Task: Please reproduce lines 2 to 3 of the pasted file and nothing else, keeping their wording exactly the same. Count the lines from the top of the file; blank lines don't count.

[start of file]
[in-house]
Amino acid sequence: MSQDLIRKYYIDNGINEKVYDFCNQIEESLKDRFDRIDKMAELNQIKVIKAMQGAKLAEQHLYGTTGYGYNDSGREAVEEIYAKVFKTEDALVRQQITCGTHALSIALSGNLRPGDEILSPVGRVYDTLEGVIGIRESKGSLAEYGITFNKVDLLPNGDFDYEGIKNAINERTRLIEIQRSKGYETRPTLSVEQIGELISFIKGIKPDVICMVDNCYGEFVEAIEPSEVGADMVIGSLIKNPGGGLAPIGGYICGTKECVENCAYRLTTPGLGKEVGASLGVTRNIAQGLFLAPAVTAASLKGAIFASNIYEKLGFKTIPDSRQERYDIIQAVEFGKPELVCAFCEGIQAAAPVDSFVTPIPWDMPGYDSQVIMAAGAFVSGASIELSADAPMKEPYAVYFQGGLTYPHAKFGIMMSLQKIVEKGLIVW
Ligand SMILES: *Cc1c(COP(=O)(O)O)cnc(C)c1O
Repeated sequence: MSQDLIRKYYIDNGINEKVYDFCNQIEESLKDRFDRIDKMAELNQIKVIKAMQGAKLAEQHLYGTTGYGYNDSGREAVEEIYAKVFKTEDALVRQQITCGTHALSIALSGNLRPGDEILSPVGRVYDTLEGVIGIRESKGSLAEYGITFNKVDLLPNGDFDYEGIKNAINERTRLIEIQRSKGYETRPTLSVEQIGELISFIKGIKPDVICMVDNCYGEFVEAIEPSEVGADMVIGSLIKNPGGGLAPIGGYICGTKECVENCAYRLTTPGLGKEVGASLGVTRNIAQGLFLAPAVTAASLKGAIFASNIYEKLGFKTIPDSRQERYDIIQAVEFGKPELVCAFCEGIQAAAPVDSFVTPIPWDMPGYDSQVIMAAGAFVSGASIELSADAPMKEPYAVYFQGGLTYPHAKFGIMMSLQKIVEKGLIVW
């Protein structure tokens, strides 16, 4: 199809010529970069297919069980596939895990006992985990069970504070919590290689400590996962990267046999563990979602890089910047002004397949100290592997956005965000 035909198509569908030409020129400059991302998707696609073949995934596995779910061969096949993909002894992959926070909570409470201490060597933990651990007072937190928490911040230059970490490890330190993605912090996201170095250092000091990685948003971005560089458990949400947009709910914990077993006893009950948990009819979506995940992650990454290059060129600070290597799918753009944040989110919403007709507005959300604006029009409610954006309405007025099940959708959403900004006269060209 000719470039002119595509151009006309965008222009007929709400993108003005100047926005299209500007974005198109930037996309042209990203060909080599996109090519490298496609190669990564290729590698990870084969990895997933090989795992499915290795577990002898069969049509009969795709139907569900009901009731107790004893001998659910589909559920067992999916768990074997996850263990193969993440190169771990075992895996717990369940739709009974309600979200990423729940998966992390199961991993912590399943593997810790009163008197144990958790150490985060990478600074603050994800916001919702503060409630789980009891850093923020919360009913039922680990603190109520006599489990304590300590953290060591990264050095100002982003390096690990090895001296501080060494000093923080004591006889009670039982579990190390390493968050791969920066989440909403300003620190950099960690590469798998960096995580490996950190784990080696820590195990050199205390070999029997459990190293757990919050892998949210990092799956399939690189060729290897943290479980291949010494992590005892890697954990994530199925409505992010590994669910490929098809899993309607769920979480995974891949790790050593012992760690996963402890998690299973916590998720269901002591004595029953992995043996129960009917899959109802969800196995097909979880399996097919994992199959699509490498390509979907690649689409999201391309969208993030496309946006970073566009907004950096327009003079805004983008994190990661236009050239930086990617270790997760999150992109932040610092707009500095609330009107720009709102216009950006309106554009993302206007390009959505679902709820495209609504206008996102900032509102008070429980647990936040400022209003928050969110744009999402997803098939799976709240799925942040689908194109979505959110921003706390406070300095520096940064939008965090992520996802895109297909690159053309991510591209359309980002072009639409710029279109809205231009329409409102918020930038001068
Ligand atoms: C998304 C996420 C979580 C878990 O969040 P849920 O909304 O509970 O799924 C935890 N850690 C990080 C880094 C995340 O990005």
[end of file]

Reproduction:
Amino acid sequence: MSQDLIRKYYIDNGINEKVYDFCNQIEESLKDRFDRIDKMAELNQIKVIKAMQGAKLAEQHLYGTTGYGYNDSGREAVEEIYAKVFKTEDALVRQQITCGTHALSIALSGNLRPGDEILSPVGRVYDTLEGVIGIRESKGSLAEYGITFNKVDLLPNGDFDYEGIKNAINERTRLIEIQRSKGYETRPTLSVEQIGELISFIKGIKPDVICMVDNCYGEFVEAIEPSEVGADMVIGSLIKNPGGGLAPIGGYICGTKECVENCAYRLTTPGLGKEVGASLGVTRNIAQGLFLAPAVTAASLKGAIFASNIYEKLGFKTIPDSRQERYDIIQAVEFGKPELVCAFCEGIQAAAPVDSFVTPIPWDMPGYDSQVIMAAGAFVSGASIELSADAPMKEPYAVYFQGGLTYPHAKFGIMMSLQKIVEKGLIVW
Ligand SMILES: *Cc1c(COP(=O)(O)O)cnc(C)c1O